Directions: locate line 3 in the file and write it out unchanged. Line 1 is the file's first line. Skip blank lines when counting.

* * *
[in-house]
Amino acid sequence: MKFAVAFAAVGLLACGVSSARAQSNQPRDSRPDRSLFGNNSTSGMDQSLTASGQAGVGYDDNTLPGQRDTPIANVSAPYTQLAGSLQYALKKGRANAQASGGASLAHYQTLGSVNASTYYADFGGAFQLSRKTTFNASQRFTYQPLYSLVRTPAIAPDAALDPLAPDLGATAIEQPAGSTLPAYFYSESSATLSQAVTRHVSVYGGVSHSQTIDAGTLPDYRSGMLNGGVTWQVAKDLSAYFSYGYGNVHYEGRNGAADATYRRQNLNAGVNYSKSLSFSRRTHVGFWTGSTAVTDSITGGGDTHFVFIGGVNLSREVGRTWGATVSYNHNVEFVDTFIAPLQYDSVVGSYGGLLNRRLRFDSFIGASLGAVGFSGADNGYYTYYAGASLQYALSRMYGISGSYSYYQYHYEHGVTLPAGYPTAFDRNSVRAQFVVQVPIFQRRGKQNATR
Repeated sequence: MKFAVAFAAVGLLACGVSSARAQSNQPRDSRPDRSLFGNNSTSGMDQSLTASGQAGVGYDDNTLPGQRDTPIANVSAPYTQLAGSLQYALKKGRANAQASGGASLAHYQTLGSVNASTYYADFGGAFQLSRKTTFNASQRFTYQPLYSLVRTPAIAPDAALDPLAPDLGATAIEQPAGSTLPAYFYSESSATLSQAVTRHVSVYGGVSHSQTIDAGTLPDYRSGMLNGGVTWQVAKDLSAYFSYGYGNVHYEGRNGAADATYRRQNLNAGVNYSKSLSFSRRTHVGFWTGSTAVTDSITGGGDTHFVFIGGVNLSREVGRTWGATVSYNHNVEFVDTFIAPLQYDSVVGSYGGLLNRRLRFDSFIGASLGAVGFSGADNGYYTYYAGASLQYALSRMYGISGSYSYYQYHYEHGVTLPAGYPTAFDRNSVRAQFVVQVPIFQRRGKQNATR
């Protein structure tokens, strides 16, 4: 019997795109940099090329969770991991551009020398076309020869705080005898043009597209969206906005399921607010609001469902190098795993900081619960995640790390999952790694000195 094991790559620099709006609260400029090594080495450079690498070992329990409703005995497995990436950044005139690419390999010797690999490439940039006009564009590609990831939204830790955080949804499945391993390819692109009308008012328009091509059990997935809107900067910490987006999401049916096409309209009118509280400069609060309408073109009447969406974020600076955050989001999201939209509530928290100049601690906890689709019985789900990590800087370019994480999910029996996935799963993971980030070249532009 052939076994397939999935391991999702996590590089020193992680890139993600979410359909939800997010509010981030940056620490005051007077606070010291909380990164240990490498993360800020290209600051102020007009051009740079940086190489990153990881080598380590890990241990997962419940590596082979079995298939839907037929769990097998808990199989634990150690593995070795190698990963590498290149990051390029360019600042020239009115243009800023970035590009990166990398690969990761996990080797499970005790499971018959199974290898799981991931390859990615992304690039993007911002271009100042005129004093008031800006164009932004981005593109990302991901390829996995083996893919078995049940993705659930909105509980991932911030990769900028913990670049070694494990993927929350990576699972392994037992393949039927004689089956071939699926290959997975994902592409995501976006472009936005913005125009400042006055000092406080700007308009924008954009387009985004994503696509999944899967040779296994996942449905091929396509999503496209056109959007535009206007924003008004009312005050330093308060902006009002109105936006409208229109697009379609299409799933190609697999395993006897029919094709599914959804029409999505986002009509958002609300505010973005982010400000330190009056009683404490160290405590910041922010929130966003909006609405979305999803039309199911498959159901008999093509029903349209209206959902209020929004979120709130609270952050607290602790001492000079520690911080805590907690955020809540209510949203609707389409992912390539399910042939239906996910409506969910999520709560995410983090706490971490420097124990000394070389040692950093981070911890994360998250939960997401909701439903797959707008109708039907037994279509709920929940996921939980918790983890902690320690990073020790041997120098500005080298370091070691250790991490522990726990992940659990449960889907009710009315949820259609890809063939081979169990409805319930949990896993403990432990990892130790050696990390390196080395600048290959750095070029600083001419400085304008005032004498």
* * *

Repeated sequence: MKFAVAFAAVGLLACGVSSARAQSNQPRDSRPDRSLFGNNSTSGMDQSLTASGQAGVGYDDNTLPGQRDTPIANVSAPYTQLAGSLQYALKKGRANAQASGGASLAHYQTLGSVNASTYYADFGGAFQLSRKTTFNASQRFTYQPLYSLVRTPAIAPDAALDPLAPDLGATAIEQPAGSTLPAYFYSESSATLSQAVTRHVSVYGGVSHSQTIDAGTLPDYRSGMLNGGVTWQVAKDLSAYFSYGYGNVHYEGRNGAADATYRRQNLNAGVNYSKSLSFSRRTHVGFWTGSTAVTDSITGGGDTHFVFIGGVNLSREVGRTWGATVSYNHNVEFVDTFIAPLQYDSVVGSYGGLLNRRLRFDSFIGASLGAVGFSGADNGYYTYYAGASLQYALSRMYGISGSYSYYQYHYEHGVTLPAGYPTAFDRNSVRAQFVVQVPIFQRRGKQNATR